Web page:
The fourth film in the Jurassic franchise, Jurassic World places director Colin Trevorrow at the helm of a ‘new’ old adventure that returns to the familiar themes of the original Jurassic Park and ultimately creates an enjoyable even if not wholly original visual effects spectacle updated for contemporary audiences.
Jurassic World centers on two young brothers, Gray (Ty Simpkins) and Zach (Nick Robinson), who go to visit their aunt Claire (Bryce Dallas Howard),who works as an executive at the Jurassic World theme park where dinosaurs have been resurrected through process of DNA modification with modern species. Everything is going well right until chaos erupts after a new, giant dinosaur, bred from the DNA of a T-Rex and other classified species escapes its confines and a ruthless businessman wants to let loose a group of ‘trained’ raptors to help hunt it down. It is up to animal trainer Owen (Chris Pratt) to try to hunt down the escaped super-predator, and also to rescue Gray and Zach who were caught away from safety on one of the park’s popular rides.
Although Jurassic World seems to actively revisit many of the key scenes that made Jurassic Park so exciting the first time around, such as raptors spearing their claws through a hallowed out log in attack, or the big T-Rex-like dino flipping over Jeeps, it’s still quite thrilling. And the upgraded visual effects, which still at times look just a little bit too artificial, are awesome to see.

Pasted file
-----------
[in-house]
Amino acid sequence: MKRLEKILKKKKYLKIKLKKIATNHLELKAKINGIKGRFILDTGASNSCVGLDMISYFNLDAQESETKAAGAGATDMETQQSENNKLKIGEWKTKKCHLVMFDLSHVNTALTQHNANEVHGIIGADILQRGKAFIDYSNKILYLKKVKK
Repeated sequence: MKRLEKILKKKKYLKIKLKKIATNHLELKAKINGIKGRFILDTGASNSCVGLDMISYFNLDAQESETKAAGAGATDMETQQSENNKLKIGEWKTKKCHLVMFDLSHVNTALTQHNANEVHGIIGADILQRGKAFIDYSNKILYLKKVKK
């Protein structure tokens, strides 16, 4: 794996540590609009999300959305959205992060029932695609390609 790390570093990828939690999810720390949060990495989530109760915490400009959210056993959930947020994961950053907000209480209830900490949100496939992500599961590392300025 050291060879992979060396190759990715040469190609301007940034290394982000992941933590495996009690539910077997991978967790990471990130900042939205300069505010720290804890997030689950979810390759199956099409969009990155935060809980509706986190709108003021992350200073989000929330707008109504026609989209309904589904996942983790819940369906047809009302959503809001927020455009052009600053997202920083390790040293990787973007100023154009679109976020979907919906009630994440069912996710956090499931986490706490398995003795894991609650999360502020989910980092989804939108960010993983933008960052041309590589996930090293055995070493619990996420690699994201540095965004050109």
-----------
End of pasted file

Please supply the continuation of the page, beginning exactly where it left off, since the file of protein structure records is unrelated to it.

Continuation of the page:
Trevorrow keeps the pace steady and avoids any serious lulls or major plot holes, and the two adult leads, Chris Pratt and Bryce Dallas Howard have excellent chemistry on screen that keeps our attention and makes their characters very believable.
2D HD: [Rating:5/5]
3D Effect: [3.5/5]
Jurassic World looks gorgeous in this AVC 1080p encodement on Blu-ray. The film was shot on a mixture of Super 35 film stock, Super 70 film stock, and 6K digital. The picture quality does vary a bit between these formats, with the Super 35 looking portions looking the grittiest, relatively speaking. That being said, overall quality is clean and crisp with strong contrast, excellent colors, and nuanced shadow details. The 3D image is a conversion although it is a fairly good one, but certainly not comparable to native 3D. There’s decent depth of field, but no strong pop-out at all.
Jurassic World gets an English DTS-HD Master Audio 7.1 (48kHz/24-bit) soundtrack on both the 3D and 2D Blu-ray Discs that is exciting to listen to. The dinosaurs footsteps and growls rumble with deep low end extension. The mix is an excellent balance between the energetic musical score from Michael Giacchino, the rousing foley effects that offer up lots of solid, discrete sounds in the surround and surround back channels, and excellent presentation of the dialogue.
- iTunes Digital HD Digital Copy & Digital HD UltraViolet
- Deleted Scenes (2.00:1; 1080p/24; 00:06:08)
- Chris & Colin Take on the World (1.78:1; 1080p/24; 00:08:57)
- Welcome to Jurassic World (1.78:1; 1080p/24; 00:29:52) – Frank Marshall, Steven Spielberg, and the director discuss working on the fourth installment in the Jurassic franchise.
- Dinosaurs Roam Once Again (1.78:1; 1080p/24; 00:16:29) – Going behind the scenes on the visual effects that bring the dinosaurs to life in Jurassic World.
- Jurassic World: All-Access Pass (1.78:1; 1080p/24; 00:10:11)
- Innovation Center Tour with Chris Pratt (1.78:1; 1080p/24; 00:02:01)
- Jurassic’s Closest Shaves: Presented by Barbasol (1080p/24; 00:03:00) – The best Jurassic close-calls from the franchise.
The Definitive Word
Jurassic World doesn’t bring much new to the table outside of upgraded visual effects, but it is still a great thrill ride for a new generation. The Blu-ray and Blu-ray 3D are awesome home theatre entertainment.
Additional Screen Captures